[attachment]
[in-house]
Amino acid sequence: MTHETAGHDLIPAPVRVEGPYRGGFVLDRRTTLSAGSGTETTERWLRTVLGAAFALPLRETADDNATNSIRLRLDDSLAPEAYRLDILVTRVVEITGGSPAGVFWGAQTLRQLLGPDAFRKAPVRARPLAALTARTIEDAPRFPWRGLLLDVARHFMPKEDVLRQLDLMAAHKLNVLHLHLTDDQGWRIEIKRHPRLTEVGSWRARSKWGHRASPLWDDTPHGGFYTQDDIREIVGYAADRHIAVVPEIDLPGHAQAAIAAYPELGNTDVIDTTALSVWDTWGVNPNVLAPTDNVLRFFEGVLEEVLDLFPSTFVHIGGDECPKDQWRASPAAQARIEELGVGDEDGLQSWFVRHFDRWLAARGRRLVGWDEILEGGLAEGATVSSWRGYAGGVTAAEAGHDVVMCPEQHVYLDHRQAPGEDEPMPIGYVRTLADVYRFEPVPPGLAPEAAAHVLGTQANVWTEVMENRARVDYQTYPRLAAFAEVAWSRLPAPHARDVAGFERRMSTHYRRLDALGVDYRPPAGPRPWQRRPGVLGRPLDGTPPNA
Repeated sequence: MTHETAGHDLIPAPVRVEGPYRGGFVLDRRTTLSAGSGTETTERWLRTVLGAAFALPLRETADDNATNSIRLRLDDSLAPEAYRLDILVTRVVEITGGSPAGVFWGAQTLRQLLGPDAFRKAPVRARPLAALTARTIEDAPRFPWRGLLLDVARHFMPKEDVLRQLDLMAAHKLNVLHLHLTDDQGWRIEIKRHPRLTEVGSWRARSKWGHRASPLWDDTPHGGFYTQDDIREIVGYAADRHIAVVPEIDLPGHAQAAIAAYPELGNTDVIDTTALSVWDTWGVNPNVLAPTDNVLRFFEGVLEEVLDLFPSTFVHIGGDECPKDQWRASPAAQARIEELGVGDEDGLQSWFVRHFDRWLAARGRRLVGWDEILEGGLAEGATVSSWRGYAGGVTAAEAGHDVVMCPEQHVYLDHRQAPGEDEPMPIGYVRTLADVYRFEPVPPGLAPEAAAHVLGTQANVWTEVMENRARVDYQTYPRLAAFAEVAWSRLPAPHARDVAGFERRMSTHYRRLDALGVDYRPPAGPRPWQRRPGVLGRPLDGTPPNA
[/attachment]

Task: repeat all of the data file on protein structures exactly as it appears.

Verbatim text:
[in-house]
Amino acid sequence: MTHETAGHDLIPAPVRVEGPYRGGFVLDRRTTLSAGSGTETTERWLRTVLGAAFALPLRETADDNATNSIRLRLDDSLAPEAYRLDILVTRVVEITGGSPAGVFWGAQTLRQLLGPDAFRKAPVRARPLAALTARTIEDAPRFPWRGLLLDVARHFMPKEDVLRQLDLMAAHKLNVLHLHLTDDQGWRIEIKRHPRLTEVGSWRARSKWGHRASPLWDDTPHGGFYTQDDIREIVGYAADRHIAVVPEIDLPGHAQAAIAAYPELGNTDVIDTTALSVWDTWGVNPNVLAPTDNVLRFFEGVLEEVLDLFPSTFVHIGGDECPKDQWRASPAAQARIEELGVGDEDGLQSWFVRHFDRWLAARGRRLVGWDEILEGGLAEGATVSSWRGYAGGVTAAEAGHDVVMCPEQHVYLDHRQAPGEDEPMPIGYVRTLADVYRFEPVPPGLAPEAAAHVLGTQANVWTEVMENRARVDYQTYPRLAAFAEVAWSRLPAPHARDVAGFERRMSTHYRRLDALGVDYRPPAGPRPWQRRPGVLGRPLDGTPPNA
Repeated sequence: MTHETAGHDLIPAPVRVEGPYRGGFVLDRRTTLSAGSGTETTERWLRTVLGAAFALPLRETADDNATNSIRLRLDDSLAPEAYRLDILVTRVVEITGGSPAGVFWGAQTLRQLLGPDAFRKAPVRARPLAALTARTIEDAPRFPWRGLLLDVARHFMPKEDVLRQLDLMAAHKLNVLHLHLTDDQGWRIEIKRHPRLTEVGSWRARSKWGHRASPLWDDTPHGGFYTQDDIREIVGYAADRHIAVVPEIDLPGHAQAAIAAYPELGNTDVIDTTALSVWDTWGVNPNVLAPTDNVLRFFEGVLEEVLDLFPSTFVHIGGDECPKDQWRASPAAQARIEELGVGDEDGLQSWFVRHFDRWLAARGRRLVGWDEILEGGLAEGATVSSWRGYAGGVTAAEAGHDVVMCPEQHVYLDHRQAPGEDEPMPIGYVRTLADVYRFEPVPPGLAPEAAAHVLGTQANVWTEVMENRARVDYQTYPRLAAFAEVAWSRLPAPHARDVAGFERRMSTHYRRLDALGVDYRPPAGPRPWQRRPGVLGRPLDGTPPNA